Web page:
Waiting is one of the most important psychological tools we can give to our children. If they learn now to sit still and wait, they will 'sit with' some of their feelings. This gives them an opportunity to not only know themselves better, but to problem solve when the feeling dies down and they can think about it more rationally. (This is also a time when they might let you help them think through the situation with them out loud.) This increases their problem solving, and decision making skills; tools that are vital toward their psychological growth and well being.
But in this world of MySpace; YourSpace, how do we as parents, help our kids figure out how to take their Own space? Particulary during this stage where they are identifying more with their peer group than with us? Here are some tips to help you navigate their ever expanding world while trying to stay connected.
1) If you don't think your child needs a cell phone yet, don't be afraid to say no. No, you are not ruing their life! If they have one already, and rely on texting for communication, certainly set some ground rules around when they can't text. Meal times need to be 'no texting' time zones. Take their phone away if it is interfering with their ability to do homework. Take it away at bedtime so that they don't stay up the next hour, texting a friend. Create cell-free zones and times.
2) While bedtime rituals are changing from childhood, see if they will allow you to either comfort them, or problem solve through talking with you, when you are putting them to bed. I found this a time where after reading her own book, my daughter who is now a teenager, would want me around and would relax and be more open to telling me if she was struggling, if I gave her a backrub. It became something I could do to help her relax, and we ended up talking as she started to calm down.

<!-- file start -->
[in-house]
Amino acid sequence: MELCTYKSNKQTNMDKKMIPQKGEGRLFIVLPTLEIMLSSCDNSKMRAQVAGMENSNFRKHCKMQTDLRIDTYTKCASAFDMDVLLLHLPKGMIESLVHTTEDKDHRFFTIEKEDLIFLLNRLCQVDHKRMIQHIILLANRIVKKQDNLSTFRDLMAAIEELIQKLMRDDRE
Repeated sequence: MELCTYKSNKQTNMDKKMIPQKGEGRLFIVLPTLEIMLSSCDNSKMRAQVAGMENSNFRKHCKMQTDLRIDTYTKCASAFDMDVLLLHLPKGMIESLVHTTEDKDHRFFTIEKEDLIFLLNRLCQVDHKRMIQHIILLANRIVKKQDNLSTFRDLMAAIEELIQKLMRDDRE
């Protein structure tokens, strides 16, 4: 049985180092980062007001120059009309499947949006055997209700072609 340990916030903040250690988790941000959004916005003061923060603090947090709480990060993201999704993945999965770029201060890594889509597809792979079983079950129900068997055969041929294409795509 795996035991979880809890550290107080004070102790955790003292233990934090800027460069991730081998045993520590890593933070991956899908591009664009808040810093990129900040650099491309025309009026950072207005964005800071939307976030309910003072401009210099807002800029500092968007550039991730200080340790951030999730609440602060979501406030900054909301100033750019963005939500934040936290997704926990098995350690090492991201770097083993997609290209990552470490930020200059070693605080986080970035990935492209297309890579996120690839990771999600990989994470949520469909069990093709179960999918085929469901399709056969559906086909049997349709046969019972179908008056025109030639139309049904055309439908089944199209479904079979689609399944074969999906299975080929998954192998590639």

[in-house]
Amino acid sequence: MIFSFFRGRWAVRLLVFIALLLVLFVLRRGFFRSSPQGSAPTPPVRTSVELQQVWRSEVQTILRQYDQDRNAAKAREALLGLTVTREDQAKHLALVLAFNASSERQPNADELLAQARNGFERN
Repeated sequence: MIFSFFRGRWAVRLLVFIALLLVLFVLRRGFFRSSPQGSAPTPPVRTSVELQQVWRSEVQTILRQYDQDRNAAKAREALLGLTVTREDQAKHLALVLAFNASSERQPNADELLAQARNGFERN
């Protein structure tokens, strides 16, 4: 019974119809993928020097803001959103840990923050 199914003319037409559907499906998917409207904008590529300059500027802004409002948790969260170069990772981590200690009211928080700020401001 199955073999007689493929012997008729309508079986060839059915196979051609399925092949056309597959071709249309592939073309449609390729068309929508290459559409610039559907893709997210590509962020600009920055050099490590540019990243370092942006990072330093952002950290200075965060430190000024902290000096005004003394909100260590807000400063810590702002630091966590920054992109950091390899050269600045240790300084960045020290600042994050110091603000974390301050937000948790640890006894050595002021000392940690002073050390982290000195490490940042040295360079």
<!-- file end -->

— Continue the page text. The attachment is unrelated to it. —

3) Separate your own feelings from those of your child's. We all have our own triggers for feeling left out, and being back in junior high, not part of the group, or fear of that happening. Try to let your child have their feelings without solving them yourself, and getting over involved. This is a time when they need you to be there but to allow them the space to figure out how they are going to manage their feelings. Give them the feeling that you trust how they will handle things and if they feel bad, you can handle them feeling that way. Help them to think through the situation with you by asking them more questions about how they might want to handle it, vs. giving them the answers.
4) Let your kids 'save face' by setting the limits on the time they can be on the computer connecting, or texting. Being the bad guy and letting them blame it on you, helps them to take space, without offending their friends. They learn to say no. You are modeling that, and they learn about setting limits. It also helps them to learn that even when they might not want to say 'goodbye', or it feels too soon and they need to talk more, that they will 'reconnect' with their friends, and social groups the next day. This helps them deal with feelings of anxiety and they learn to trust the reconnect.
Our kids' needs for their social connections are only going to expand. As a parent, you can give them tools to help them navigate their expanding social world, with the ability to disconnect, take their own space, and remain connected to you.